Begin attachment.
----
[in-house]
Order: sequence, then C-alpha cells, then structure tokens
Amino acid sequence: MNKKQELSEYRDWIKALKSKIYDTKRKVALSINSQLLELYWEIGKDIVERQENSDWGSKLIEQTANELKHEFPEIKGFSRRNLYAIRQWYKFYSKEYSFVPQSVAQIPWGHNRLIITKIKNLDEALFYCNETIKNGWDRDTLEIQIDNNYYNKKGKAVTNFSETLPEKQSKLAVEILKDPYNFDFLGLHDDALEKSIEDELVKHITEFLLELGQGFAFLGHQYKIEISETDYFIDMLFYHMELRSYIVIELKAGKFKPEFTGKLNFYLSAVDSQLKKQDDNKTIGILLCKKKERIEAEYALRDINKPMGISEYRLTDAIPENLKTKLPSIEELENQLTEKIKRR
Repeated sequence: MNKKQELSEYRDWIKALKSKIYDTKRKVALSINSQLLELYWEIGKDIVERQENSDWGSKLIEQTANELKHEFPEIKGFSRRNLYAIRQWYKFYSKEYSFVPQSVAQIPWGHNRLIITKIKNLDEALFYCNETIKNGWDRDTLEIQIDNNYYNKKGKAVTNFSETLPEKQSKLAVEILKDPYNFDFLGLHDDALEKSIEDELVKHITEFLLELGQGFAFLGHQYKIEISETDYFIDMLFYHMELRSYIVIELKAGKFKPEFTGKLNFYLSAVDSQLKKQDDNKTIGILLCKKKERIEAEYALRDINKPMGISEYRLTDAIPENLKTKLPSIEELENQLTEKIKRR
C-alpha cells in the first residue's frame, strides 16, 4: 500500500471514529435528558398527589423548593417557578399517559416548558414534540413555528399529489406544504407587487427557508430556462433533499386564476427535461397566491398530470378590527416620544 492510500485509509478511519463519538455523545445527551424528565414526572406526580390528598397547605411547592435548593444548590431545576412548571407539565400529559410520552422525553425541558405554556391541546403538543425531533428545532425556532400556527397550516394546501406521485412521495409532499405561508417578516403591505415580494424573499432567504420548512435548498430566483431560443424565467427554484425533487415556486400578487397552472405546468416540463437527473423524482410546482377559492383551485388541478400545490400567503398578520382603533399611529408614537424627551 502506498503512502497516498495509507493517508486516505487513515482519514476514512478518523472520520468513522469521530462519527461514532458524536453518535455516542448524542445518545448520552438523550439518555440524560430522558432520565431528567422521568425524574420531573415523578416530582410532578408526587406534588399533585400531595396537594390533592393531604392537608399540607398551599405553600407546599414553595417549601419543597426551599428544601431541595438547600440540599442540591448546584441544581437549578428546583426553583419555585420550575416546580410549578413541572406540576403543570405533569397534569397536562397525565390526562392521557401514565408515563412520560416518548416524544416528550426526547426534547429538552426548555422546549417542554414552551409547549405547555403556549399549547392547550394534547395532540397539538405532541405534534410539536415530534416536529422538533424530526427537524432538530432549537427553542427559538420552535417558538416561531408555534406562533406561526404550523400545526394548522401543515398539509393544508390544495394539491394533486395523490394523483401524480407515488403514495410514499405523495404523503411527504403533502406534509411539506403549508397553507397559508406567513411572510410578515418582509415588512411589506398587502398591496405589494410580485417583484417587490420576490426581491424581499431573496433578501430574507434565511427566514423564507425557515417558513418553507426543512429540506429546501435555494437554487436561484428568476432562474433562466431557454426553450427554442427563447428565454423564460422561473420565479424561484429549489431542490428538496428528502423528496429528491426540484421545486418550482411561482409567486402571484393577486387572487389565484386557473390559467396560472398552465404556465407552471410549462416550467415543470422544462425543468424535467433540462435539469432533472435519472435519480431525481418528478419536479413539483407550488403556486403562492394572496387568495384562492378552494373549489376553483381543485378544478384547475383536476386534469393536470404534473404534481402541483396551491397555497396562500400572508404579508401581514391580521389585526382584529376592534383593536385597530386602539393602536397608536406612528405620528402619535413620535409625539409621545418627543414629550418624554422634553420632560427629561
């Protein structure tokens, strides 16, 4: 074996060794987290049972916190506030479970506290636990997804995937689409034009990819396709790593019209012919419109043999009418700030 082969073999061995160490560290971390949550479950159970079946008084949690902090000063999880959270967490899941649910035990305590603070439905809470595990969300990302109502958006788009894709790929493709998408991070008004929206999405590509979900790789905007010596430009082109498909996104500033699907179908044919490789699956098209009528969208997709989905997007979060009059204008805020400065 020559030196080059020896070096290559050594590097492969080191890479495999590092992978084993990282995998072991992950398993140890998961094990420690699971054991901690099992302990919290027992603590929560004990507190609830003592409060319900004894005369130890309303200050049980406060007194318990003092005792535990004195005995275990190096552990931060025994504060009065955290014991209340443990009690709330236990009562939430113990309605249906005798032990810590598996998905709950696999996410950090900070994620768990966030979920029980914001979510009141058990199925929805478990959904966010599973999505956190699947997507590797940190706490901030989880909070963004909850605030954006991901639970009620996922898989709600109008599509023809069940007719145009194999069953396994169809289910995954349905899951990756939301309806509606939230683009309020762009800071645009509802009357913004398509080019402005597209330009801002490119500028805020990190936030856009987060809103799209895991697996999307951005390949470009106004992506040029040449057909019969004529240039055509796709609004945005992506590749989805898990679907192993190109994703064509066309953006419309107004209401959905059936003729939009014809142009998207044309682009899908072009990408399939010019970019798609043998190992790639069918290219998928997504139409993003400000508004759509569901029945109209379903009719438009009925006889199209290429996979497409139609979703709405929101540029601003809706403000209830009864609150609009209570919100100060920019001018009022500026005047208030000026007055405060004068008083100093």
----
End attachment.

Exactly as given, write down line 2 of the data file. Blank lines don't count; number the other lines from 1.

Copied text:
Order: sequence, then C-alpha cells, then structure tokens